Feeds

Forget 3D: 13,000 UK homes still watch TV in black and white

Manchester surprising hotspot for greyscale telly

High performance access to file storage

13,000 households in the UK still watch TV in black and white, telly licence fee collectors have revealed.

In an age when TV sets are often internet-enabled with high-def plasma screens and 3D capabilities, some people obviously like to keep it simple.

And cheap too. At £49, a black-and-white TV licence is cheaper than the standard licence, saving users £96.50 a year on a UK colour licence. But the 13,202 hold-outs will most likely face problems when the nation's analogue TV transmitters are switched off and digital broadcast takes over: older colourless tellies require an old-fashioned RF analogue input and will need a digital set-top box with an RF modulator.

Manchester is the UK's black-and-white TV hotspot. Despite being next to Salford - "Tech City of the North" and the BBC's new TV hub - Manchester has the highest density of greyscale sets for its population, 0.08 per cent to be precise. It's more than the 0.06 per cent of Birmingham dwellers who have a black-and-white licence. Or the 0.03 per cent in London, going on population stats from the 2011 census.

John Trenouth, a television and radio technology historian says it's likely to be down to the costs:

The continued use of black-and-white TV sets, despite the obstacles, is more likely to be driven by economics than by nostalgia. For low-income households the black-and-white licence fee is an attractive alternative to the full colour fee. There will always be a small number of users who prefer monochrome images, don't want to throw away a working piece of technology or collect old TV sets.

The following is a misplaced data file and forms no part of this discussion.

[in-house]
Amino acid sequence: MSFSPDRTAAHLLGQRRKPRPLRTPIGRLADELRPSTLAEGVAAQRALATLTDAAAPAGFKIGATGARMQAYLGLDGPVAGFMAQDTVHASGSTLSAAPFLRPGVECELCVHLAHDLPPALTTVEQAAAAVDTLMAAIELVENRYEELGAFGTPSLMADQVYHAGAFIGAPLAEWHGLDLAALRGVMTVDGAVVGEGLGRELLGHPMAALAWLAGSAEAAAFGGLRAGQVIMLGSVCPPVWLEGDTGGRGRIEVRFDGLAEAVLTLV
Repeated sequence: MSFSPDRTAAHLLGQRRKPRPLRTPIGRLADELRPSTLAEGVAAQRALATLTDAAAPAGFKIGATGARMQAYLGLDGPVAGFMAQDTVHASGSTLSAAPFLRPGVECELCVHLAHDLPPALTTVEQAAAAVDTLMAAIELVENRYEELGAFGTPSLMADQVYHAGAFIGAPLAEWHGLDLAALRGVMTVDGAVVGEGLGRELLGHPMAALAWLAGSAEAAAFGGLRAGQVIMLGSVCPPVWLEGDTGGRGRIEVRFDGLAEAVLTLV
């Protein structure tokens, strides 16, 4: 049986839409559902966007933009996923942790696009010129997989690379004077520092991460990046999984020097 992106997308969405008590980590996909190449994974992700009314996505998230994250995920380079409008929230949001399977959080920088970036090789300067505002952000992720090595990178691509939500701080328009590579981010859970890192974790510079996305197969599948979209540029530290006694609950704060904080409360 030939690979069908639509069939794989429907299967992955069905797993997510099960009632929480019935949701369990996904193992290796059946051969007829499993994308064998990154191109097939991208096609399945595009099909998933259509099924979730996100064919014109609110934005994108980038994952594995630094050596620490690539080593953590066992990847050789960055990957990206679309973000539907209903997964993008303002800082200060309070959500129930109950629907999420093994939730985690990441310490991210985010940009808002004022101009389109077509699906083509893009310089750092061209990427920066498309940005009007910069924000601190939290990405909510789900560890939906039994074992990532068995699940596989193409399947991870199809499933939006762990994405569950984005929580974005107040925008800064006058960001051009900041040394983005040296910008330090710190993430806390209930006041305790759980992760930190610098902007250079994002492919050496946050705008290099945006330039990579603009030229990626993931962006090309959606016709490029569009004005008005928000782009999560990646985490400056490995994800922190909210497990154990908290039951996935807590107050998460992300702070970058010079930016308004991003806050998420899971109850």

But the trend is down. Black-and-white watchers make up just a tiny fraction of the 25 million TV licences bought last year. In 2000 there were 212,000 black-and-white TV licences issued. It's also near impossible to replace a greyscale tube if it goes bust.

Stephen Farmer, spokesman for TV Licensing, added that Britons lead the world in accessing TV content over the internet. ®

SANS - Survey on application security programs

More from The Register

next story
Dropbox defends fantastically badly timed Condoleezza Rice appointment
'Nothing is going to change with Dr. Rice's appointment,' file sharer promises
Audio fans, prepare yourself for the Second Coming ... of Blu-ray
High Fidelity Pure Audio – is this what your ears have been waiting for?
Record labels sue Pandora over vintage song royalties
Companies want payout on recordings made before 1972
Ex–Apple CEO John Sculley: Ousting Steve Jobs 'was a mistake'
Twenty-nine years later, post-Pepsi exec has flat-forehead moment
Zucker punched: Google gobbles Facebook-wooed Titan Aerospace
Up, up and away in my beautiful balloon flying broadband-bot
Apple DOMINATES the Valley, rakes in more profit than Google, HP, Intel, Cisco COMBINED
Cook & Co. also pay more taxes than those four worthies PLUS eBay and Oracle
Number crunching suggests Yahoo! US is worth less than nothing
China and Japan holdings worth more than entire company
prev story

Whitepapers

SANS - Survey on application security programs
In this whitepaper learn about the state of application security programs and practices of 488 surveyed respondents, and discover how mature and effective these programs are.
Combat fraud and increase customer satisfaction
Based on their experience using HP ArcSight Enterprise Security Manager for IT security operations, Finansbank moved to HP ArcSight ESM for fraud management.
The benefits of software based PBX
Why you should break free from your proprietary PBX and how to leverage your existing server hardware.
Top three mobile application threats
Learn about three of the top mobile application security threats facing businesses today and recommendations on how to mitigate the risk.
3 Big data security analytics techniques
Applying these Big Data security analytics techniques can help you make your business safer by detecting attacks early, before significant damage is done.